Inground pool projects are very extensive and require a much larger budget than their much simpler, aboveground cousins. However, a true inground pool is also much longer lasting and is a more quality landscape project, provided the right materials are used. Shape is one of the most important considerations, and should be decided immediately, although building materials are also very important.
Rectangular pools are much simpler than curved pools, because of their straightforward angles. If homeowners wanted to build a concrete pool themselves as an extensive DIY project, a rectangular pool would be the most likely option because of its simplicity. This same simplicity makes it less expensive when hiring a contractor to build the pool for you, or when choosing a premade vinyl or plastic pool insert that is then placed on a foundation in the ground. Costs can vary extensively, depending on the type of pool, and you will probably spend around $15,000 to $60,000. For the rectangular insert itself, $5,500 is an average amount to pay. In a DIY project, money is saved primarily as time spent making the pool.
Curved pools have more challenging angles and tend to be more expensive because of this higher difficulty. It is very difficult to created a curved pool using common building materials, so most homeowners buy inserts or hire professionals. Costs here can vary based not only on the size but also the shape of the pool. Typical costs for a kidney-shaped insert run about $2,000 dollars more than a rectangle version.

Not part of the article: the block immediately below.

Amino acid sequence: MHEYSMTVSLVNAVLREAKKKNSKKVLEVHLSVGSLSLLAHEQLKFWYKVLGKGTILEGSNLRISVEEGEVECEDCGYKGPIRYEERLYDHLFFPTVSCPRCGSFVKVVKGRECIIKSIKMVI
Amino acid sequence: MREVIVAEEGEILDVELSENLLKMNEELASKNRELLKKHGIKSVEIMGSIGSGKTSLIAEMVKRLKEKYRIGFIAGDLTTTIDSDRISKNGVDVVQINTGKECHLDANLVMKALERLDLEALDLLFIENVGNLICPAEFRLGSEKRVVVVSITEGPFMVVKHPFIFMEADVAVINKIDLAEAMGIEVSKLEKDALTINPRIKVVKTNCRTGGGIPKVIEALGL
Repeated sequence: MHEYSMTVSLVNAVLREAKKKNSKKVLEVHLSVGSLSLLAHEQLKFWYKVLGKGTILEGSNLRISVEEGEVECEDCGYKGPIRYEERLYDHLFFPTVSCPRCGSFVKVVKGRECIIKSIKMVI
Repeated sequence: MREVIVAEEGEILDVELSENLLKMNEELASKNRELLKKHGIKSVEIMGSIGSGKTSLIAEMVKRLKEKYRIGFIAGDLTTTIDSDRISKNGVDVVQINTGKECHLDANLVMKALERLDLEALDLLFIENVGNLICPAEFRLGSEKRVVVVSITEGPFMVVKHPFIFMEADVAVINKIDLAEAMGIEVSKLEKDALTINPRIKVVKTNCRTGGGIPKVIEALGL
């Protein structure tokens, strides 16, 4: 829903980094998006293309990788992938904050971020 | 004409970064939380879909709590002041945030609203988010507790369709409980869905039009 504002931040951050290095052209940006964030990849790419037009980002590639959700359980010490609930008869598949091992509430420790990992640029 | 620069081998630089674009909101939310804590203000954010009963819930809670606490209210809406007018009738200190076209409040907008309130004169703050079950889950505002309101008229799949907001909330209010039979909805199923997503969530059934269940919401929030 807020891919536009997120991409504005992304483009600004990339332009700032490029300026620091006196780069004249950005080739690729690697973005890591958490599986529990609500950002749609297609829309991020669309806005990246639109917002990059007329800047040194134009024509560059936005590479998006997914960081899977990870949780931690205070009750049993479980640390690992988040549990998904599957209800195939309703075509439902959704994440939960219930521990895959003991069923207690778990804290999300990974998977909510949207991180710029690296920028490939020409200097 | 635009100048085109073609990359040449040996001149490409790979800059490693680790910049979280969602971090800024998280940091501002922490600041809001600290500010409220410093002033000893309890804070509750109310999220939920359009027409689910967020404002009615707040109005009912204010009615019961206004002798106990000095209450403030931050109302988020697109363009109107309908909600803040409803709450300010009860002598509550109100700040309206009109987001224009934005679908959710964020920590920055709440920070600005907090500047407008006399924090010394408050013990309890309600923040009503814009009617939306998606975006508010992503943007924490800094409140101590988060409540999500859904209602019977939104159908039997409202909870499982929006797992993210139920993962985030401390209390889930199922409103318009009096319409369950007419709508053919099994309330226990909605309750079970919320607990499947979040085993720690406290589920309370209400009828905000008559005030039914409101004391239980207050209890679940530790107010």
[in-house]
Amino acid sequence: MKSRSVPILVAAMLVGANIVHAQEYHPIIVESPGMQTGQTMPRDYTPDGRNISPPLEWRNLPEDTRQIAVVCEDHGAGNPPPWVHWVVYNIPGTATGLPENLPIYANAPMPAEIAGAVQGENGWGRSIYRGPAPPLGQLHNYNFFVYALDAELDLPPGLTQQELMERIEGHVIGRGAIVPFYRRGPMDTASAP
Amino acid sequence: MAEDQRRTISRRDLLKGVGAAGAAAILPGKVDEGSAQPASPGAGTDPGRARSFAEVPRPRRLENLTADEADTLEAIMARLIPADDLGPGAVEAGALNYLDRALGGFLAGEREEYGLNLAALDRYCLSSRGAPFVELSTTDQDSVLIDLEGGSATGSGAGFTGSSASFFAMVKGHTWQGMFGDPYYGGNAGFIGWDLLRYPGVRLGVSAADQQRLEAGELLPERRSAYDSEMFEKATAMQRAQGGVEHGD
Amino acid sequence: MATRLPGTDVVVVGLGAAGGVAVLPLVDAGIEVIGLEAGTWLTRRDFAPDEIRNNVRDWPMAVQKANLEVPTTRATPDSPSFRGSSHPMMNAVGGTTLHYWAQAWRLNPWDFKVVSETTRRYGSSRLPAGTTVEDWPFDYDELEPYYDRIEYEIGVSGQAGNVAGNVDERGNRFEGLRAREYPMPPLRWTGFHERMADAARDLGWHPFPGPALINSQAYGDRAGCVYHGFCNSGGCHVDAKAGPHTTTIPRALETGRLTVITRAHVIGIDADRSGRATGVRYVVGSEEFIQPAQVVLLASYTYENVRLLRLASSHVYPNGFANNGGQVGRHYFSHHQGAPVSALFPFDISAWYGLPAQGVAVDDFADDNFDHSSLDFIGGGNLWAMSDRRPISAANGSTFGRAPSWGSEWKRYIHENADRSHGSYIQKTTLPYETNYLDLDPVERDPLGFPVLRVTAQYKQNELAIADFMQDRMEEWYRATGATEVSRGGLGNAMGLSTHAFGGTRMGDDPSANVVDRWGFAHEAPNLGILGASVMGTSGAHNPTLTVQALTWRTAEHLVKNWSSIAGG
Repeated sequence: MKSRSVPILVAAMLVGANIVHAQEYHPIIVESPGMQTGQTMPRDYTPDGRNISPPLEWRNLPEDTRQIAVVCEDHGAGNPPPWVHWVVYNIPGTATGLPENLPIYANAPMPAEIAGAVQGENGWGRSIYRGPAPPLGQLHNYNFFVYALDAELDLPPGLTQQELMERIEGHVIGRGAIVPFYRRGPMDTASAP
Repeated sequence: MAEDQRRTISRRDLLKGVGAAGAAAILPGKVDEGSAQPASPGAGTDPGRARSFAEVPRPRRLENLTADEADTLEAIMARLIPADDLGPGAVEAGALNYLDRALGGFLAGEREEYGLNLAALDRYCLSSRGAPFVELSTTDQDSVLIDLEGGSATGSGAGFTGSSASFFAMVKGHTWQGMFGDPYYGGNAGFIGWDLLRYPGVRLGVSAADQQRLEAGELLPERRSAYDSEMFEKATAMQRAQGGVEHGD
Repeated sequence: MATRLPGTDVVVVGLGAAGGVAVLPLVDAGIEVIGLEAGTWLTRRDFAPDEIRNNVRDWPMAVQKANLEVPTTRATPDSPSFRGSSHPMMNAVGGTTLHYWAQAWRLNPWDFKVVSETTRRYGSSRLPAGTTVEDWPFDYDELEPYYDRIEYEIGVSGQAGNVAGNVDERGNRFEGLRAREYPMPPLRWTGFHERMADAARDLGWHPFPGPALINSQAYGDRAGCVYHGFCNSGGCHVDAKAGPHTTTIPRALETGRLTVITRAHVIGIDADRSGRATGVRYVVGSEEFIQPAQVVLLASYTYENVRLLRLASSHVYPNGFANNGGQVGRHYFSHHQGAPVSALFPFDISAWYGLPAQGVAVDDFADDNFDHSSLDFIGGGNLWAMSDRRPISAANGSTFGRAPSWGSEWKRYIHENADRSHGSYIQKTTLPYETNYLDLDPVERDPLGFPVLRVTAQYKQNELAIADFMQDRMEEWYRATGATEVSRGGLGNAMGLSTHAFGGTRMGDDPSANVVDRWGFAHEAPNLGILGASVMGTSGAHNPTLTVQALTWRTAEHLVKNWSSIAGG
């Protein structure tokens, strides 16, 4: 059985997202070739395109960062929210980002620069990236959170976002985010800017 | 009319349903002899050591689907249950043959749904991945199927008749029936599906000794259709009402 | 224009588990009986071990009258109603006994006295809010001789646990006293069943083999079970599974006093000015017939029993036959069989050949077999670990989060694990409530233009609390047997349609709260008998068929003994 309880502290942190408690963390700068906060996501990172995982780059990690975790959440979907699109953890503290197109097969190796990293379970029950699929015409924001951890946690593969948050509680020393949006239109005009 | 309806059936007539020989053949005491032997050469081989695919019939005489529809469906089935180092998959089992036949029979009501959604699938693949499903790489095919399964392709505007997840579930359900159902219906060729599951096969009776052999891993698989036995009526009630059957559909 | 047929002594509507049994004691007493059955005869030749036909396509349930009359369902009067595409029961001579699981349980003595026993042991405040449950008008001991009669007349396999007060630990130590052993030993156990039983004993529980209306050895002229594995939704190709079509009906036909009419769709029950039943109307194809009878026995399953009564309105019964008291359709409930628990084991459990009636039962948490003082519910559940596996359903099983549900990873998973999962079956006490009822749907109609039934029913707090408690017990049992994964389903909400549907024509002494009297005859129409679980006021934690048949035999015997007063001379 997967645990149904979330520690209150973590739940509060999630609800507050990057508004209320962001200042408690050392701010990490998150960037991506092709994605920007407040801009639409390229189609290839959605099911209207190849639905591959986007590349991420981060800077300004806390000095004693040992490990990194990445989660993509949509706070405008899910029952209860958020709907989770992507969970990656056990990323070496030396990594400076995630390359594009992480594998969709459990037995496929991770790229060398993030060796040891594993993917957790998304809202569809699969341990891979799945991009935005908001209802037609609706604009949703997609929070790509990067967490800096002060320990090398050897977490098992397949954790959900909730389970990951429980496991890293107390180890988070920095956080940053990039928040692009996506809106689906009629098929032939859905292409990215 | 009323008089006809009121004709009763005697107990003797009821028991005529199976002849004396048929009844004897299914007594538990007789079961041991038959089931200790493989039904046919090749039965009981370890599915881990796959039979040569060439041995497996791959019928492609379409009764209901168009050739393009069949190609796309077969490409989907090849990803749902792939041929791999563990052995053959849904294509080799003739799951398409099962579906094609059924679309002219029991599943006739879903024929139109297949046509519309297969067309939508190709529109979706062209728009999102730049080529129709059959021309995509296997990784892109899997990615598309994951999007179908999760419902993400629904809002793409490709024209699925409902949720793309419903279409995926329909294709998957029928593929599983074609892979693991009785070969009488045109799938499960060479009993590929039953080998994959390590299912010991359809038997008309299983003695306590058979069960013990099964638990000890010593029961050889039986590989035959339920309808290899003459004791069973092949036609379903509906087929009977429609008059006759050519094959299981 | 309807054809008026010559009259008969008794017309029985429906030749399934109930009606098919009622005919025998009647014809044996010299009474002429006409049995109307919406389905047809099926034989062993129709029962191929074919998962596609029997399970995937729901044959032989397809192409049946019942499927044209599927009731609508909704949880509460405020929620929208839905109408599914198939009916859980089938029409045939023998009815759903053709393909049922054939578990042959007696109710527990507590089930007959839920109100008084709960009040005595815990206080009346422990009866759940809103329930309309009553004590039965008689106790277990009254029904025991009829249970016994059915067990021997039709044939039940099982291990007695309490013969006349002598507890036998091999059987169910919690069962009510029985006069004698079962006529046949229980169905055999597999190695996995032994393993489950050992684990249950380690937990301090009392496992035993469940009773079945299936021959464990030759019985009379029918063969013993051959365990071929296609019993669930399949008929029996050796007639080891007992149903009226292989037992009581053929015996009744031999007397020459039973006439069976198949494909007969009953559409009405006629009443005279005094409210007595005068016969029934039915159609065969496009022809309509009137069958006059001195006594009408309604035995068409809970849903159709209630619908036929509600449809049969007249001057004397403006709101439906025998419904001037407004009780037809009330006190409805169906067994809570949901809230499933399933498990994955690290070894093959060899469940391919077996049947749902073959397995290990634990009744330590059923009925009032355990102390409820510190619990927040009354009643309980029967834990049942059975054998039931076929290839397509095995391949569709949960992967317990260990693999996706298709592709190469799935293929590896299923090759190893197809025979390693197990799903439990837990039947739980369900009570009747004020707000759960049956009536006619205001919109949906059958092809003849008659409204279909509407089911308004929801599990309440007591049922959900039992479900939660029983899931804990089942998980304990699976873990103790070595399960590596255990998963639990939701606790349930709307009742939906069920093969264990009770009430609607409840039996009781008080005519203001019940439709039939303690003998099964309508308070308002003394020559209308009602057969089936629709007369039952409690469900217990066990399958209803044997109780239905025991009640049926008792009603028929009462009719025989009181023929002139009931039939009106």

The building materials used also make a large difference in cost. A pool kit that comes with the necessary plumbing, along with the plastic or fiberglass-based pool insert, is probably the least expensive option, with most of the cost difference lying between the sizes and shapes of the pool. Industrious and experienced homeowners may be able to build a concrete rectangle pool themselves, but for a curved pool, a shotcrete or gunite contractor will probably need to be used, and these specialized skills can easily cost thousands of dollars more.
Patios also affect the cost of an inground pool. A simple one-foot wide layer of tile around the pool can cost hundreds of dollars, and exponentially more as the patio base widens. Many homeowners find that the patio cost is close to that of the pool itself. Patio materials, such as concrete, flagstone or brick will also affect the cost. Fitting tile around a curved pool will take more time and expense than a rectangle pool.
Homeowners should also be aware that common extra features can add significantly to the cost of the pool. This includes decking, special lighting, recreation options such as water slides, and any special plumbing features.